Saturday, September 21, 2013

flowers and buckets and tennis balls

Could I interest you in a photo of one of the flower pots by the walkway?

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Because it's getting to be awfully colorless out in the garden otherwise. Especially when, this morning, Ed threw down a bit of roof and chopped off all the remaining blooms of the ever faithful phlox.

Sorry! -- he tells me, though really, he owes no apology. He's doing the impossible. There will be flower casualties.  It can't be avoided.

I pass him the next tool and he continues to tear down the roof.

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Friday was my usual combination work (at home) and shop (in three separate grocery stores, because that's how complicated it is to bring good foods at optimal prices to the table). And work some more.

Could I also interest you in a photo of the prairies along one of the roads into town?

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Back at the farmette, it's getting very fall-like. The grape vine, growing up and around the sheep shed, has its bunches ready for harvest. We'll be having grape jam along with the apple and peach varieties already put aside for the winter.

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Late in the evening I am finally able to shake off the tensions of the week: we ride out to our secluded tennis courts -- the ones with pines on three sides, sending billows of scented air every time you take a deep breath. In the dozens and dozens of times we've played on these cracked courts with the somewhat sagging nets, only twice did we have company on the companion court. For us, playing in seclusion is almost the best part. We get lost in that small world of pines and flying balls and the world seems like such a good and noble place.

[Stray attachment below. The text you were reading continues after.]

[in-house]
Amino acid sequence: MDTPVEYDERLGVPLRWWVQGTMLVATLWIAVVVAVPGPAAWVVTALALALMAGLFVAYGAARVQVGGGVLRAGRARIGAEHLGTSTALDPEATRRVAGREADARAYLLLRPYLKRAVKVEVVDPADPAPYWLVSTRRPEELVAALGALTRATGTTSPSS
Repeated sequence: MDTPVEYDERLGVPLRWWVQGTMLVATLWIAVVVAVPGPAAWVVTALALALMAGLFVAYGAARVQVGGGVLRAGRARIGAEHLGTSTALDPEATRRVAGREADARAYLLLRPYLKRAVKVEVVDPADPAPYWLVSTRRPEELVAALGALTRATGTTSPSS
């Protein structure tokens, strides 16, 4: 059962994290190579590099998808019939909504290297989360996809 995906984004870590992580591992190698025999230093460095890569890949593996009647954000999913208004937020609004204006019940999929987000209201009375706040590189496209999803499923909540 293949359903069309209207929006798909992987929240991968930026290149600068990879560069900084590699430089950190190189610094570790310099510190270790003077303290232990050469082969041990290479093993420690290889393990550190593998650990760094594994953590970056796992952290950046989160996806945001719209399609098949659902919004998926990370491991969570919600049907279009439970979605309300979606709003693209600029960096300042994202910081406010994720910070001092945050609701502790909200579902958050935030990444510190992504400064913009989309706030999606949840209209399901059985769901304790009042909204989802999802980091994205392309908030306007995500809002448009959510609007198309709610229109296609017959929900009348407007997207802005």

Your game is so good now! -- he tells me. That's an exaggeration, but still, I'm glad. I hated that he had to play down to my level for all these years.

And the next morning it really is cool again, but I just cannot give up that morning breakfast on the porch and so I take it all out  -- the flowers, the fruits, the favorite cereals...

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...and we linger, despite the fact that it's in the fifties, like the people who refuse to see that the days have moved on. What flowers remain are carefully picked out of a bed that has precious few left.

Can I interest you in a photo of the morning vase -- with mint and lavender and nasturtium?

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